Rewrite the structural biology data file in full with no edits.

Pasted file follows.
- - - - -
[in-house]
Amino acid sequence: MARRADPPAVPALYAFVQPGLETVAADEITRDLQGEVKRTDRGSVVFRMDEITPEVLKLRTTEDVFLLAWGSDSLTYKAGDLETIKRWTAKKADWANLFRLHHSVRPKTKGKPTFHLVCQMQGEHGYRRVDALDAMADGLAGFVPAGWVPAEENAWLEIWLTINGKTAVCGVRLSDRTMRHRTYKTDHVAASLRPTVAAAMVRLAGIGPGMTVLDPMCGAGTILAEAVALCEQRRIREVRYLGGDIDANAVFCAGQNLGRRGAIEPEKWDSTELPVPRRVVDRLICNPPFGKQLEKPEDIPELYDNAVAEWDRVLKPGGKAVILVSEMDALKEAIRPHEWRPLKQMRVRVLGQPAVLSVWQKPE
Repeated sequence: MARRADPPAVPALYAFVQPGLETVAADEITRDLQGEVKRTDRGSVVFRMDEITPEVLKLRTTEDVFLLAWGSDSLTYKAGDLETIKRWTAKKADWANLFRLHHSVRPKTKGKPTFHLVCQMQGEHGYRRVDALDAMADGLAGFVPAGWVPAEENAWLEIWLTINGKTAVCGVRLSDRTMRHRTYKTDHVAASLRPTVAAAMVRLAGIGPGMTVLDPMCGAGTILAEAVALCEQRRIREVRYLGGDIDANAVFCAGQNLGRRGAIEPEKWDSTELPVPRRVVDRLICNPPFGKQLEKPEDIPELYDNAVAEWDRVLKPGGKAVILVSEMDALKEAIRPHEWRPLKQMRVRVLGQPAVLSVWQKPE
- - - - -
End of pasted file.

[in-house]
Amino acid sequence: MARRADPPAVPALYAFVQPGLETVAADEITRDLQGEVKRTDRGSVVFRMDEITPEVLKLRTTEDVFLLAWGSDSLTYKAGDLETIKRWTAKKADWANLFRLHHSVRPKTKGKPTFHLVCQMQGEHGYRRVDALDAMADGLAGFVPAGWVPAEENAWLEIWLTINGKTAVCGVRLSDRTMRHRTYKTDHVAASLRPTVAAAMVRLAGIGPGMTVLDPMCGAGTILAEAVALCEQRRIREVRYLGGDIDANAVFCAGQNLGRRGAIEPEKWDSTELPVPRRVVDRLICNPPFGKQLEKPEDIPELYDNAVAEWDRVLKPGGKAVILVSEMDALKEAIRPHEWRPLKQMRVRVLGQPAVLSVWQKPE
Repeated sequence: MARRADPPAVPALYAFVQPGLETVAADEITRDLQGEVKRTDRGSVVFRMDEITPEVLKLRTTEDVFLLAWGSDSLTYKAGDLETIKRWTAKKADWANLFRLHHSVRPKTKGKPTFHLVCQMQGEHGYRRVDALDAMADGLAGFVPAGWVPAEENAWLEIWLTINGKTAVCGVRLSDRTMRHRTYKTDHVAASLRPTVAAAMVRLAGIGPGMTVLDPMCGAGTILAEAVALCEQRRIREVRYLGGDIDANAVFCAGQNLGRRGAIEPEKWDSTELPVPRRVVDRLICNPPFGKQLEKPEDIPELYDNAVAEWDRVLKPGGKAVILVSEMDALKEAIRPHEWRPLKQMRVRVLGQPAVLSVWQKPE